About two weeks after that initial conversation I traveled to Pasadena and sat in on four consecutive brew days at Craftsman.  On the final day we brewed the beer would become “Sumac Summer Ale.”  All of the recipe decisions we made were in the name of making the beer as refreshing as possible for a height of summertime release.  The gravity was kept low, the beer is 4.5% ABV. We used a 60% wheat malt grist and added hand-ground sumac and coriander to the last five minutes of the wort boil.  The wort was then hopped post-boil with Mt. Hood, an American grown hop that tends to mimic the spicy aroma of German noble hops, and sent off to primary fermentation on a blend of two different Belgian yeast strains.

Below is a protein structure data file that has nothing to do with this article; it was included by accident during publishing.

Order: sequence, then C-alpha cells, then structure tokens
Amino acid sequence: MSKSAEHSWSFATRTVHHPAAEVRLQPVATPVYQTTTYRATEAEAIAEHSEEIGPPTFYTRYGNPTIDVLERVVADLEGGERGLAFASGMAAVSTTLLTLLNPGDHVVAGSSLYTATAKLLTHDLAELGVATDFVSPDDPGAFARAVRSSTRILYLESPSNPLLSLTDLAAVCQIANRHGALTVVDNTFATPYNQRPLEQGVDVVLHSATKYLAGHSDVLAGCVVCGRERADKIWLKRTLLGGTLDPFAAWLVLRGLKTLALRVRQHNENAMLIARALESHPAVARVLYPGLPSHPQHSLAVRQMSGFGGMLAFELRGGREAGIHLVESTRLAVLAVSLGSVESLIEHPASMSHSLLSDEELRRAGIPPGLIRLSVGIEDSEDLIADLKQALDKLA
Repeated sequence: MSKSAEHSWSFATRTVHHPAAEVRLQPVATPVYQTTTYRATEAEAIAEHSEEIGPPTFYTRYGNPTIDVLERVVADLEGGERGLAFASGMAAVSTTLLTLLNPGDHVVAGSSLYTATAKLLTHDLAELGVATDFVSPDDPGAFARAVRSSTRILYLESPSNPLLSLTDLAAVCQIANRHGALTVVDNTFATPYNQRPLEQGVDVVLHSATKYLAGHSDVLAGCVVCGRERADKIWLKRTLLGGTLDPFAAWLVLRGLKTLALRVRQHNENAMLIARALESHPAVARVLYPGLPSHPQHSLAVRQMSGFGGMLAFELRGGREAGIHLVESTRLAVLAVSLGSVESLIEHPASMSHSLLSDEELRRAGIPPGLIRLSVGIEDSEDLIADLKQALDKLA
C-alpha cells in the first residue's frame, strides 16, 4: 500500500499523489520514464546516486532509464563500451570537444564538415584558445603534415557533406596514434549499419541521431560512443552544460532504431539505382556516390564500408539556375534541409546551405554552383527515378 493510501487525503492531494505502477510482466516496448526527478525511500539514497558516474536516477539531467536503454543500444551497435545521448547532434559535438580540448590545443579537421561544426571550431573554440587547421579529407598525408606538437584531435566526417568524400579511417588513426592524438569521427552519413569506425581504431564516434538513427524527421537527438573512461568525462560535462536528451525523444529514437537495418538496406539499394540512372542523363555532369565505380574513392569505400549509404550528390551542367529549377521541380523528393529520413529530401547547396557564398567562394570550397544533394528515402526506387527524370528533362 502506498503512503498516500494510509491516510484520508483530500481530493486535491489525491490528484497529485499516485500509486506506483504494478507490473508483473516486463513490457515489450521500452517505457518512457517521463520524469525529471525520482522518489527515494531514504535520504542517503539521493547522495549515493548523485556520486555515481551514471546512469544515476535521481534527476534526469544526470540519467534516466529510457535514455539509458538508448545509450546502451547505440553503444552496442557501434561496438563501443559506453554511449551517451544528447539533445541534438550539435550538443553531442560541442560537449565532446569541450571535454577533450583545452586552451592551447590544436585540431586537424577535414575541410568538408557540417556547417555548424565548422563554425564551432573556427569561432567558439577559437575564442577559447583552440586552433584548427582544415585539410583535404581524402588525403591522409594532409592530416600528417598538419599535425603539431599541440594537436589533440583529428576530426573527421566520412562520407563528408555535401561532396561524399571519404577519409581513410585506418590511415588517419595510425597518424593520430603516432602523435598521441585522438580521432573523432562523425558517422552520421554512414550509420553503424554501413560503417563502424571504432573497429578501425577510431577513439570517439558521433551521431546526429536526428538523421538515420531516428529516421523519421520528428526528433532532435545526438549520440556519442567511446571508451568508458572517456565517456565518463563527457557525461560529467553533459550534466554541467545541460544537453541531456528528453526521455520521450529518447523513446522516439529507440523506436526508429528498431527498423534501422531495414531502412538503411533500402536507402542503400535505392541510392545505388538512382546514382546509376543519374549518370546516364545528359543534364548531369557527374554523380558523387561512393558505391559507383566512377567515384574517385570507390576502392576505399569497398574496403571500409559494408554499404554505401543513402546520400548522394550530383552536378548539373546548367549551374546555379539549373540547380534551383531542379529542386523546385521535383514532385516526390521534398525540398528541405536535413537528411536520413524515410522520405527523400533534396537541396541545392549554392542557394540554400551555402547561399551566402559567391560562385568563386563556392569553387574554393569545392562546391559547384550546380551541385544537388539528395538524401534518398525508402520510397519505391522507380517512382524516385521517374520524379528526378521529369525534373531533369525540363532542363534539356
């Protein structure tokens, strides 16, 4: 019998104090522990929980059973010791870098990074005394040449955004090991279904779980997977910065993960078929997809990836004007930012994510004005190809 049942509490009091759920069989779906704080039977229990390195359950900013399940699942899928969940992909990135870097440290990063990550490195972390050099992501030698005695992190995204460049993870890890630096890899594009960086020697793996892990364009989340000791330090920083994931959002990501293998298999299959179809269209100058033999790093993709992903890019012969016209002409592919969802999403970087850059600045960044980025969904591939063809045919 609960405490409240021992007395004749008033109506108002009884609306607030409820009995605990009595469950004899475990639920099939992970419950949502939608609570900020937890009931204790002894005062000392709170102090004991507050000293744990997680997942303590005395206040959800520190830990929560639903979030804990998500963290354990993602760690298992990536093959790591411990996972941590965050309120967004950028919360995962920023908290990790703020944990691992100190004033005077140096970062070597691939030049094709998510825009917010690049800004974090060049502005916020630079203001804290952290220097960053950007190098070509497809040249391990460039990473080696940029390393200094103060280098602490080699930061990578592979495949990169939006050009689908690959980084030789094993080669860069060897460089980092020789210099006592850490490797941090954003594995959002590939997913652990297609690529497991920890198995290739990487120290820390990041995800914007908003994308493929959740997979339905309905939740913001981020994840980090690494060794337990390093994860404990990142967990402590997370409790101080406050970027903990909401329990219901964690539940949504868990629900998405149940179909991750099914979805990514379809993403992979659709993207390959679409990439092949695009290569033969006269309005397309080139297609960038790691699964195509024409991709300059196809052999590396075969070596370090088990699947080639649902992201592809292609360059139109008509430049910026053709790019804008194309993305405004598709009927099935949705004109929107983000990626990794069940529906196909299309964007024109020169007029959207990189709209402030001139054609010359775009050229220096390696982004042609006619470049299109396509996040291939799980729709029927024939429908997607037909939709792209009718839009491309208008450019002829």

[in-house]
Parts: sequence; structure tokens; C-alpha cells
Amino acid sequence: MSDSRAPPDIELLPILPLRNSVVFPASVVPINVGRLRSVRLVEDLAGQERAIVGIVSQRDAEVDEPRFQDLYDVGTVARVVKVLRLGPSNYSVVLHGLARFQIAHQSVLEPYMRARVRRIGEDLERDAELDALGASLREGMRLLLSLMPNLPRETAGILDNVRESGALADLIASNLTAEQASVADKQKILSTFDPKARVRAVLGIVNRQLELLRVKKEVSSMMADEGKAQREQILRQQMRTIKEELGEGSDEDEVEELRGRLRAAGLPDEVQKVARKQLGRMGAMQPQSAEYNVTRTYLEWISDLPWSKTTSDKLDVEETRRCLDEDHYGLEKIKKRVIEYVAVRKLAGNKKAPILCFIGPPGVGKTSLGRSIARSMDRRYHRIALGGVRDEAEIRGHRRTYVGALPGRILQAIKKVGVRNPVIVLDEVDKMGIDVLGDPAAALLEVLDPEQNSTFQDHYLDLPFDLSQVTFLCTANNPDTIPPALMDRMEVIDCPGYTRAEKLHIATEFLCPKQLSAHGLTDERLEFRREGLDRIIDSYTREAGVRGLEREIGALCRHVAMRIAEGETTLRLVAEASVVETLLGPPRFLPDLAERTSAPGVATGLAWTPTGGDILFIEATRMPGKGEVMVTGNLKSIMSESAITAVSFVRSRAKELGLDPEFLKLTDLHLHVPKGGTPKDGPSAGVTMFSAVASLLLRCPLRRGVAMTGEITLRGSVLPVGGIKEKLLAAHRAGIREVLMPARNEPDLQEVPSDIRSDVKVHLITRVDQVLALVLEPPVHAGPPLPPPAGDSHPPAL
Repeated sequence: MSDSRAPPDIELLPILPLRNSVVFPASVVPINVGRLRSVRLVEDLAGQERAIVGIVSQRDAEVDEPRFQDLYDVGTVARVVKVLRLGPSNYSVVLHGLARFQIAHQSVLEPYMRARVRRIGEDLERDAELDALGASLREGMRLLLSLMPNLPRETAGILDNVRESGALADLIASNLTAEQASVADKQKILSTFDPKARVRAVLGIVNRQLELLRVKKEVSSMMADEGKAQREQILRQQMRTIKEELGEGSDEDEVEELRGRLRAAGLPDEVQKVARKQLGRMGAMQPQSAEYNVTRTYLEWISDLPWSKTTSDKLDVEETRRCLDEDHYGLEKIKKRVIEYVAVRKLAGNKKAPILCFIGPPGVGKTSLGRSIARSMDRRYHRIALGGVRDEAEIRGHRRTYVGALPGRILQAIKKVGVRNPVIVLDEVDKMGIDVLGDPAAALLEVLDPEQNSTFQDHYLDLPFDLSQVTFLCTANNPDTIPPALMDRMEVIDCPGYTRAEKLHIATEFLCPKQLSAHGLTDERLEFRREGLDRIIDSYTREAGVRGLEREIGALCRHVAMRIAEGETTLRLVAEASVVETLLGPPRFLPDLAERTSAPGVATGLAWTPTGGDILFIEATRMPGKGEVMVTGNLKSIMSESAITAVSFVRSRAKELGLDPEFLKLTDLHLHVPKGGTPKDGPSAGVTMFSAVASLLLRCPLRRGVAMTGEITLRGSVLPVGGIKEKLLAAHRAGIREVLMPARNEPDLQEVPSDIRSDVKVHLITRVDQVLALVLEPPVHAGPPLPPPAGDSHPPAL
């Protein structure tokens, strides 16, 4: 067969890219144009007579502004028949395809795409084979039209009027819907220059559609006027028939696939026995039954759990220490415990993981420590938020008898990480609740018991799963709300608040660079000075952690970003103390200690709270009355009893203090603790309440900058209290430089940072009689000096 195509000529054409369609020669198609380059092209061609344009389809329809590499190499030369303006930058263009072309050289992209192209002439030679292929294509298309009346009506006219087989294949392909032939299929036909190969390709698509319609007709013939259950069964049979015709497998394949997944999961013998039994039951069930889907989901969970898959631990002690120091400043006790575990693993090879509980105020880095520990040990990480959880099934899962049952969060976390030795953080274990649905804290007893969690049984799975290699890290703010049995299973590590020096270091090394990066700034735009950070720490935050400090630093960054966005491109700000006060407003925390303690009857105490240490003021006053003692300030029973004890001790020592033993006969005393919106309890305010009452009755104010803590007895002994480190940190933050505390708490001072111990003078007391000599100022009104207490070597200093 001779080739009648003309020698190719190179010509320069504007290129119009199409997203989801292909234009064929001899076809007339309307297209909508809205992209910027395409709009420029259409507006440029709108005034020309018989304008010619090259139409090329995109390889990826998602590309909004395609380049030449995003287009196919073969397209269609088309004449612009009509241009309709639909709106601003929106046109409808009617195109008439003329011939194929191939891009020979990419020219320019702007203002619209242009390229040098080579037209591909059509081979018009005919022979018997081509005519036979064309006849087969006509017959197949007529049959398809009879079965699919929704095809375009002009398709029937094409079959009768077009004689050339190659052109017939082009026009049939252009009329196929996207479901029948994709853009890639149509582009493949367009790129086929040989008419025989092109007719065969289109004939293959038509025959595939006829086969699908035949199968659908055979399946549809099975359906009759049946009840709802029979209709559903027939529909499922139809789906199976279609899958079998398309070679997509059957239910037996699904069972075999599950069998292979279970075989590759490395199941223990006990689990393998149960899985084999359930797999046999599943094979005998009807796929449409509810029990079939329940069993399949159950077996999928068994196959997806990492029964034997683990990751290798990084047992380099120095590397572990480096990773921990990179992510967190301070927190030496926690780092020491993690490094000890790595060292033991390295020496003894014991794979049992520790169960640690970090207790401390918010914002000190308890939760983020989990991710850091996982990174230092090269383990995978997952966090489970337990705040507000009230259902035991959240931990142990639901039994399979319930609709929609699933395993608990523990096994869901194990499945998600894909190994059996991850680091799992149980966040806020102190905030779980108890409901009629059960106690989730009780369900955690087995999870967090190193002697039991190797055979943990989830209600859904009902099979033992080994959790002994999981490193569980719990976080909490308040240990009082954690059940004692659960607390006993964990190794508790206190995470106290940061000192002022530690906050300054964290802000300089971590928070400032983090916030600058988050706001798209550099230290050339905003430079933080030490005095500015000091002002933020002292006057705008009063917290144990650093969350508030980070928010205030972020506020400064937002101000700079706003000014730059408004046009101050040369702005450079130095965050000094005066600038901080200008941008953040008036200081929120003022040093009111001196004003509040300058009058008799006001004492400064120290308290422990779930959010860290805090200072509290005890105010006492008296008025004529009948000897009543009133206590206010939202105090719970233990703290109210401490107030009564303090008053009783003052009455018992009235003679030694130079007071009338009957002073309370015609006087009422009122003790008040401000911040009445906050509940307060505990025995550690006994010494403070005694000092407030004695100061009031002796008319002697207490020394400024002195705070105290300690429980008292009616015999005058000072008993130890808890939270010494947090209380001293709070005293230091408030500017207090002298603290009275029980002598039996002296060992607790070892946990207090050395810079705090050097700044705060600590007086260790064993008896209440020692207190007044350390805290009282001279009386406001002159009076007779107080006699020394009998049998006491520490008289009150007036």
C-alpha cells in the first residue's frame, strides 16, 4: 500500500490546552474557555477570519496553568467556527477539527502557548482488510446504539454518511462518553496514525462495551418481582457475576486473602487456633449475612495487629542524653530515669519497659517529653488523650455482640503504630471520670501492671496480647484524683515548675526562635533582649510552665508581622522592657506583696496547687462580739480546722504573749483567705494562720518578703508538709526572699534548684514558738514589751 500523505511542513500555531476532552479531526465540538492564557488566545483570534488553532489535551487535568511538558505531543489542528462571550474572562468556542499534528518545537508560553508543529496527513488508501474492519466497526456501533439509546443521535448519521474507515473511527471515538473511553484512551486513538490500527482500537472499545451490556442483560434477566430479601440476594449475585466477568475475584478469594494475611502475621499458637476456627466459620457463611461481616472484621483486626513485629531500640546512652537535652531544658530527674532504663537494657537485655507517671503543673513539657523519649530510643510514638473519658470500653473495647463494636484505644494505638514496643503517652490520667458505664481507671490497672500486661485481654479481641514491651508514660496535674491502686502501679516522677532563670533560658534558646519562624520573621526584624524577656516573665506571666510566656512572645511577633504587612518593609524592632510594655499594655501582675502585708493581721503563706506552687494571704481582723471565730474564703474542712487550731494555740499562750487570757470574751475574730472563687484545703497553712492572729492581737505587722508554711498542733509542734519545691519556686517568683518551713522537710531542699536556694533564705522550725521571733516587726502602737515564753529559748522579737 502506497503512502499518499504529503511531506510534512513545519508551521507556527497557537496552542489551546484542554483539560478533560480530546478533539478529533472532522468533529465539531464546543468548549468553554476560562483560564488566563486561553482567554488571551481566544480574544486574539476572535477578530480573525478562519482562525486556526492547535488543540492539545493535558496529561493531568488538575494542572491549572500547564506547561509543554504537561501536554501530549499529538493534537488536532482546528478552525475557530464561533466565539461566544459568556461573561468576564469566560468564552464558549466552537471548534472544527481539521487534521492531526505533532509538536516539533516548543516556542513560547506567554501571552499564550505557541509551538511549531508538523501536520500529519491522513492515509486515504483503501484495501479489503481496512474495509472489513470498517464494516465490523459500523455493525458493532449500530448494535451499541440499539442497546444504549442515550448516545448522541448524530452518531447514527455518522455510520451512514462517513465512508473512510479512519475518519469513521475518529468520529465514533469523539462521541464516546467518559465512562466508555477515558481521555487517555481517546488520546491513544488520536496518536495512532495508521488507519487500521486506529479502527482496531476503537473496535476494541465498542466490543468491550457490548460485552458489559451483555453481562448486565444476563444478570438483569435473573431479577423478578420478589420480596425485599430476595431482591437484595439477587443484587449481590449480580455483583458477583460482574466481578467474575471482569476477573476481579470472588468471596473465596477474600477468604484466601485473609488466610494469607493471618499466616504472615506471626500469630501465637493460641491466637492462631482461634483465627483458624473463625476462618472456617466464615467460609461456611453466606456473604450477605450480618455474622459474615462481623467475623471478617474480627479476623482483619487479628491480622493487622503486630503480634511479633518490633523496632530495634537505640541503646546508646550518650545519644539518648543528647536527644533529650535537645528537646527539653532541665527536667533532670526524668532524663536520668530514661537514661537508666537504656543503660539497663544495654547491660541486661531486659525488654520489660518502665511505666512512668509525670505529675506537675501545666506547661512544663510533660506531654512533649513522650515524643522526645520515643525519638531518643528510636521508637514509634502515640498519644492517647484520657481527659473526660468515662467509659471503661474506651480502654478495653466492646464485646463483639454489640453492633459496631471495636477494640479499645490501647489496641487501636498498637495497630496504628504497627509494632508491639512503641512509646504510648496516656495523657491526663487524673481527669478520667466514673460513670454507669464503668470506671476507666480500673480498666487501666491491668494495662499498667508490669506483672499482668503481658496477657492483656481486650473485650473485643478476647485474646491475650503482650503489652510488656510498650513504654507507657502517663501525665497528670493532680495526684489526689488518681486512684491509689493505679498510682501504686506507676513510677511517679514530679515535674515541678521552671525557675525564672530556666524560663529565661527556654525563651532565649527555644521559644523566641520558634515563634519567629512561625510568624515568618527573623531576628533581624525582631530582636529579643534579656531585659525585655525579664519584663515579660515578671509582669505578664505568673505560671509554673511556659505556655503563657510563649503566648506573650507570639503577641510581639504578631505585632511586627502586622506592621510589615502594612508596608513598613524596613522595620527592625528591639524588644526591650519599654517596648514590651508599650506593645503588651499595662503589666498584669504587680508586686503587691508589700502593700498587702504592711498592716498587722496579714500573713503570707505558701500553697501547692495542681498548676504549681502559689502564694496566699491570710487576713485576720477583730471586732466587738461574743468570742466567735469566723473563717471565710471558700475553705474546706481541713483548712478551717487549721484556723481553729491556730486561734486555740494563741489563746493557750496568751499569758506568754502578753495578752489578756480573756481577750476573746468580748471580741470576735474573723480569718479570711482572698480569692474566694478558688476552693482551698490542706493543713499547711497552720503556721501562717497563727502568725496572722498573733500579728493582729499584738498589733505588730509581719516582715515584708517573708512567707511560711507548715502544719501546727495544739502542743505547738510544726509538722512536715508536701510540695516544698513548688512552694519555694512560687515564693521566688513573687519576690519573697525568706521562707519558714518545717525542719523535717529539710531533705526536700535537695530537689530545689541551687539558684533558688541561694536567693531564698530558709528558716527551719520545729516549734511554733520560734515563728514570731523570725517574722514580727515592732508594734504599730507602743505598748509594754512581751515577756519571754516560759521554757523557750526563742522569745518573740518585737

While I have messed around in breweries before “Sumac Summer” represents the first time I have ever worked on a beer that will actually be distributed widely and offered to the general public. It was a special honor and an extraordinary learning experience to work on a wheat beer with the brewery that I believe to be producing the best wheat beers in the US.  I am super grateful to the whole team at St. Vincent for allowing me the time to due this and showing the faith to co-sign our brew.  I know I speak for all of us at St. Vincent and Craftsman entire crew in saying that we cannot wait to share this beer with you.